Balancing population-level contraception goals and a human rights approach

New research finds that family planning providers and administrators in Ethiopia, India, and Mexico largely view high-quality contraceptive counseling as a means to get patients to use birth control.

There’s been a recent shift toward a human rights framework for contraceptive programs, focusing on the quality of the care rather than contraceptive uptake. During this period of transition, the two views often co-exist within research, program and policy spaces. This tension is underscored by the roots of contraceptive policies in the eugenicist population control movement, which prioritized fertility control over individual rights and preferences.

In the context of these shifting narratives about why quality matters, it’s important to understand how health care systems and providers navigate potential conflicts between these approaches. New research initiated by Kelsey Holt with analysis led by Lauren Suchman sought to understand how providers and administrators are motivated by instrumentalist (quality counseling is a means to encourage contraceptive uptake) versus rights-based (quality counseling is an end goal in itself) approaches to quality care.

Through interviews with providers and administrators in Ethiopia, India, and Mexico, researchers suggested a tension between using contraceptive counseling to meet population-level goals versus meeting needs and preferences of individual patients.

When discussing how they oversee providers and ensure quality, administrators showed more concern for meeting goals related to population growth and maternal health. Providers described valuing high-quality counseling as an end in itself, suggesting that counseling appropriately and comprehensively was more important than meeting goals set for the whole population. Since administrators are responsible for meeting performance goals set by local government and reported being held directly accountable or experiencing subtler pressure, it’s unsurprising that these goals were more important to them.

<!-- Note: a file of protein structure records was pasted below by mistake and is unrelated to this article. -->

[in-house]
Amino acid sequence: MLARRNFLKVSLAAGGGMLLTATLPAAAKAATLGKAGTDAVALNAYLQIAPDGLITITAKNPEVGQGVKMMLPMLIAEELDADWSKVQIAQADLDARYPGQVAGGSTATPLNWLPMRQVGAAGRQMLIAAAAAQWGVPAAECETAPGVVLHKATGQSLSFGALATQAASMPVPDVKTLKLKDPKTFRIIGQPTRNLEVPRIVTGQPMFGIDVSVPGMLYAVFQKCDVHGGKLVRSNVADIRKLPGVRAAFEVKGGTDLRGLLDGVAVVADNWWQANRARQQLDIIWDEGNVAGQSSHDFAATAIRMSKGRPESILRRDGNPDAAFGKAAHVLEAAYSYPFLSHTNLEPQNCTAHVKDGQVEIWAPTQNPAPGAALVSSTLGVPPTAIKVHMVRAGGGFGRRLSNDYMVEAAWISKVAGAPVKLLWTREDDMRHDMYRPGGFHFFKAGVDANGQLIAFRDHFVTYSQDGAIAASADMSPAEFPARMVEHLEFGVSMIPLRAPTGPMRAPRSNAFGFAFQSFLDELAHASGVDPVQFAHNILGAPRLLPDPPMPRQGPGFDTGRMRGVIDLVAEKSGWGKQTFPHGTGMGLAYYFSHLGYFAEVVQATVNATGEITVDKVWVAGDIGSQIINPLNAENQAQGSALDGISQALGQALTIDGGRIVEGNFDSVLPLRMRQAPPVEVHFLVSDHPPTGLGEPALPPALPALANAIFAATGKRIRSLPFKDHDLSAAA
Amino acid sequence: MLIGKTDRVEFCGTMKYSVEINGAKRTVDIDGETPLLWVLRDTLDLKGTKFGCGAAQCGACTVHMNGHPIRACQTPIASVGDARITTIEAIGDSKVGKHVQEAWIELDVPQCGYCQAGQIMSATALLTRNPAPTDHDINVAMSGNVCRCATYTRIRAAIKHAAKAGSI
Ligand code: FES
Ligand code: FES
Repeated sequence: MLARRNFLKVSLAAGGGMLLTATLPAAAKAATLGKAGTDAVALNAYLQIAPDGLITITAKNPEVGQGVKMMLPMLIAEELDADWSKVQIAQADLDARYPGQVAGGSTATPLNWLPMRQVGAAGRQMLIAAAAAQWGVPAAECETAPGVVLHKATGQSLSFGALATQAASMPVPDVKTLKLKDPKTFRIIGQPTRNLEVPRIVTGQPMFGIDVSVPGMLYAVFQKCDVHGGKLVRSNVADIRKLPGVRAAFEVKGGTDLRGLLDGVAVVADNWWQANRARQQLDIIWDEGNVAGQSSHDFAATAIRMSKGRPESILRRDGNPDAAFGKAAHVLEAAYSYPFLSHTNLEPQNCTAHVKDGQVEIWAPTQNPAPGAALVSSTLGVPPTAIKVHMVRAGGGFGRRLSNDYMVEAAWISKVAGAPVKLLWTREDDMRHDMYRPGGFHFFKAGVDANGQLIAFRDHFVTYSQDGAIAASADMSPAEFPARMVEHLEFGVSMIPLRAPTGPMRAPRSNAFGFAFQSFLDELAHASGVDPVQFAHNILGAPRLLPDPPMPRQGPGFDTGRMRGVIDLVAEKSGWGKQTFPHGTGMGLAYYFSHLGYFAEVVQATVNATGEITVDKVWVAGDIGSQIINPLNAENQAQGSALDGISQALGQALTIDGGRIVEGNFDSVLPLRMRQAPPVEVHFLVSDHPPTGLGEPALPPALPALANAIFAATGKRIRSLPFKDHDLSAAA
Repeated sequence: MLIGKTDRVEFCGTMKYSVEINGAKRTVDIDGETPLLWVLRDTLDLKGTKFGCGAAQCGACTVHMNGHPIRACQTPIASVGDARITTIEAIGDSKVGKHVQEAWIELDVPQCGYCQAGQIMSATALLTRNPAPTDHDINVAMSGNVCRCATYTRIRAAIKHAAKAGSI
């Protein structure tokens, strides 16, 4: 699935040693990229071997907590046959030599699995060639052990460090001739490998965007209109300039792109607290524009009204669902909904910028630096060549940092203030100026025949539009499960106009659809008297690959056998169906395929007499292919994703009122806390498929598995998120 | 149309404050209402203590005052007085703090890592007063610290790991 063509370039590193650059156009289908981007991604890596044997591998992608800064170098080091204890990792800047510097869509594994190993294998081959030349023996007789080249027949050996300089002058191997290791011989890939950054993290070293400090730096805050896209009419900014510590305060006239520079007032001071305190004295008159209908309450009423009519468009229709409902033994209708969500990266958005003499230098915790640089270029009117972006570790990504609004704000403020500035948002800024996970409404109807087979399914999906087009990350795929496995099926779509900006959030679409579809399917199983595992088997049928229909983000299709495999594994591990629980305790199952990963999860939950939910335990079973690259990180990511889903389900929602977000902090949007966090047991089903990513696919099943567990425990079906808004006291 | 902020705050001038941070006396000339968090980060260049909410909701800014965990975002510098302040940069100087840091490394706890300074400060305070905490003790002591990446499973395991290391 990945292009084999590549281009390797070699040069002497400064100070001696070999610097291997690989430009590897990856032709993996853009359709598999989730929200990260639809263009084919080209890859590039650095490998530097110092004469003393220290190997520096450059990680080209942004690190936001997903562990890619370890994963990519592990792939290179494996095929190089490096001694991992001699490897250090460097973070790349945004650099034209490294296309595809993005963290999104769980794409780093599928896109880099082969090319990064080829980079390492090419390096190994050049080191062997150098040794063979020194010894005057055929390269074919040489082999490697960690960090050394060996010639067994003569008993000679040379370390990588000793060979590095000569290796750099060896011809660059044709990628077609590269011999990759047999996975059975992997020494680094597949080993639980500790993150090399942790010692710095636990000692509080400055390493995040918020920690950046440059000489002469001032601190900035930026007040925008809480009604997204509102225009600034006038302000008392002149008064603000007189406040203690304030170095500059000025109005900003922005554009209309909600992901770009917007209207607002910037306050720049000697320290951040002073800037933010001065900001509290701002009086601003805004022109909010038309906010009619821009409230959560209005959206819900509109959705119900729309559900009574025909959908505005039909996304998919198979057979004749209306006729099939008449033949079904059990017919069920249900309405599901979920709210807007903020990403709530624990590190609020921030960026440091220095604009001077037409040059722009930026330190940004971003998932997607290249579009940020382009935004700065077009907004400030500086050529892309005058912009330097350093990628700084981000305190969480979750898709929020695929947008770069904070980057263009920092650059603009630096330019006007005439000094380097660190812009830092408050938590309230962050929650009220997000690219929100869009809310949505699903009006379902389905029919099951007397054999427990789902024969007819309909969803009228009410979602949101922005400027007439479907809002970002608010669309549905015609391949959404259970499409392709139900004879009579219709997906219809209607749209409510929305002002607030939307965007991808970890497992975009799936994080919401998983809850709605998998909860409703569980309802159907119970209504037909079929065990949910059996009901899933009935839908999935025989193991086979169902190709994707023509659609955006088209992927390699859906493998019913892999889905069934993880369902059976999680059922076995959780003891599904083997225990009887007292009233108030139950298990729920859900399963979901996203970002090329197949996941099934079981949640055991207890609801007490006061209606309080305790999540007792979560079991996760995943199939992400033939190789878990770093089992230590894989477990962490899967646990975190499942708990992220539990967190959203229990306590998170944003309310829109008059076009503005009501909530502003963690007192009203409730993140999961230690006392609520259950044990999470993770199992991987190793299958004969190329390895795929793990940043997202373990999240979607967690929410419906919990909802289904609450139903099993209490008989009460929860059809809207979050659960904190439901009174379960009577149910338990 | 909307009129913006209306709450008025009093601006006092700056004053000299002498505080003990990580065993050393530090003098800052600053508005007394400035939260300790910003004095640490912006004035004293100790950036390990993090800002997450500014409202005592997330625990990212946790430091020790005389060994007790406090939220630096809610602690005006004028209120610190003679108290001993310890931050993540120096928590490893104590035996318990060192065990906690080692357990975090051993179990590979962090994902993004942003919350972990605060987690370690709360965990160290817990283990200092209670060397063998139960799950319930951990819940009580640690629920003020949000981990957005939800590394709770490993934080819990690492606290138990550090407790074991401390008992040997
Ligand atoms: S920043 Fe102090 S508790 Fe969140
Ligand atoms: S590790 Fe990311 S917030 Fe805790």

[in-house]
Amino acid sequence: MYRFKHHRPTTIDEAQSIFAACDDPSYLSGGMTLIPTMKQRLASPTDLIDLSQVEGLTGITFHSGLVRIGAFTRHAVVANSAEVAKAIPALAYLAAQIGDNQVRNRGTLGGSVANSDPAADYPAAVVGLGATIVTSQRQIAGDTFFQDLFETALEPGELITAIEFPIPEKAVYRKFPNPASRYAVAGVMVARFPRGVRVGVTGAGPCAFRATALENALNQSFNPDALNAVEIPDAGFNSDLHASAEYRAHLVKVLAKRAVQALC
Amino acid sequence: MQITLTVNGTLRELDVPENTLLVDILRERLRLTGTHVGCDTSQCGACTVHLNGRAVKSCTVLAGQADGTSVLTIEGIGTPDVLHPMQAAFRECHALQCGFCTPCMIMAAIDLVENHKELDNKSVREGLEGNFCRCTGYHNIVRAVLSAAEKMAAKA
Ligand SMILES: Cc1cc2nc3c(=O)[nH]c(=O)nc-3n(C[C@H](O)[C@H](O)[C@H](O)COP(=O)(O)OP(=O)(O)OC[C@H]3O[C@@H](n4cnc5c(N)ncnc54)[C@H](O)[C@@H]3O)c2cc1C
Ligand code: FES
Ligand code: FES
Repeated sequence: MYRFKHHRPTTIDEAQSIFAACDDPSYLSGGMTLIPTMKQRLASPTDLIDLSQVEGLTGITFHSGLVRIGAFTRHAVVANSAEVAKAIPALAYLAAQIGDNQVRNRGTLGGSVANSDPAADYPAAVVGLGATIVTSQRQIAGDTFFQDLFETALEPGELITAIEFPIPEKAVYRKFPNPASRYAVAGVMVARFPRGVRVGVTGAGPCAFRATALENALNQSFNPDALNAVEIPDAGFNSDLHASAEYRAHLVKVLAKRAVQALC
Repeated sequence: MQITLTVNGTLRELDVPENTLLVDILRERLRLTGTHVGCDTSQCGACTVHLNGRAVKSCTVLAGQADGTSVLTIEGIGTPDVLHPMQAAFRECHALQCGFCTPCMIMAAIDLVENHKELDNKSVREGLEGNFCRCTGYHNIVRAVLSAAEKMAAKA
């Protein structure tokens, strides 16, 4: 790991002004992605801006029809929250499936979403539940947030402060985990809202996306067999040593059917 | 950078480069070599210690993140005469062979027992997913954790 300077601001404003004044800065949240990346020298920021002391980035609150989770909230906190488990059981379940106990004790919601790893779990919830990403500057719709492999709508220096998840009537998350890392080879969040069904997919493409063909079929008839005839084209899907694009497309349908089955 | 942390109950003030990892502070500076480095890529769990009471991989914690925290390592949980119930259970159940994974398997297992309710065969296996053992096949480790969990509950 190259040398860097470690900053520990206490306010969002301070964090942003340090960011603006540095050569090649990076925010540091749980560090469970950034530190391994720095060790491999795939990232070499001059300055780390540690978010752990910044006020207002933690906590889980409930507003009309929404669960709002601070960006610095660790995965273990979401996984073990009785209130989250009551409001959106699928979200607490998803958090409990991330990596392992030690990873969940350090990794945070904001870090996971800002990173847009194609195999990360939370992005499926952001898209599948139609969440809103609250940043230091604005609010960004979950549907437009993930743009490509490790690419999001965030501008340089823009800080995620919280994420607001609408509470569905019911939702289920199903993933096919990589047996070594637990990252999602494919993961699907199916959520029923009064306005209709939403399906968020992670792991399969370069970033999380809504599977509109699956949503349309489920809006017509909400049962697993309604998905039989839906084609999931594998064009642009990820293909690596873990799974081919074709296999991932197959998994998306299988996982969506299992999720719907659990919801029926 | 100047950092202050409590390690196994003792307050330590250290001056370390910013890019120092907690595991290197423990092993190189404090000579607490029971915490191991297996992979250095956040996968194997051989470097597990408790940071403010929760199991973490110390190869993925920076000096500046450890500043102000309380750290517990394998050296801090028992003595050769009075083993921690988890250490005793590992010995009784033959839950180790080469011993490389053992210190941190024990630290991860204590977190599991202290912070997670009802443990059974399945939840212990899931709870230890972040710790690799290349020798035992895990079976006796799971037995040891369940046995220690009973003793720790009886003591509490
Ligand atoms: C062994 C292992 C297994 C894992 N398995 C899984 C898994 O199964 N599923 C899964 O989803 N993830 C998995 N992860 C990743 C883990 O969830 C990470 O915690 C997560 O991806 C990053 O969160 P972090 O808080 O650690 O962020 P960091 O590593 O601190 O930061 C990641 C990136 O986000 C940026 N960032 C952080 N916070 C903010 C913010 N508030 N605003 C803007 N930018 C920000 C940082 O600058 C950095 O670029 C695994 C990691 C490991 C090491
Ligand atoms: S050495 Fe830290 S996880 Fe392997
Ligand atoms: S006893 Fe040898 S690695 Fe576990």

Providers have to answer to clients directly on a daily basis and may be more likely to draw their definition of quality from these interactions. However, most people interviewed converged around contraceptive uptake when it came to articulating the ultimate goal of contraceptive counseling. Despite general agreement among providers and administrators that it’s important to counsel women according to their needs and respect their choices, they all seemed to agree that successful counseling should result in a woman either starting to use contraception or continuing to use her current method unless she has immediate plans to get pregnant. Having a client refuse contraception after counseling essentially was considered a failed interaction.

Ongoing discussions in the field offer practical solutions for governments to transition to a rights-based approach. While such recommendations maybe useful and relevant, it’s important to note that local and national policies are informed by and must be contextualized within global politics, including those that reinforce encouraging reproduction for the wealthy and privileged while discouraging it among those with less privilege and resources. These findings highlight a need to reconcile the sometimes-conflicting narratives, which can sometimes lead to reluctance to respect clients’ choices to use, continue, switch, or stop contraception.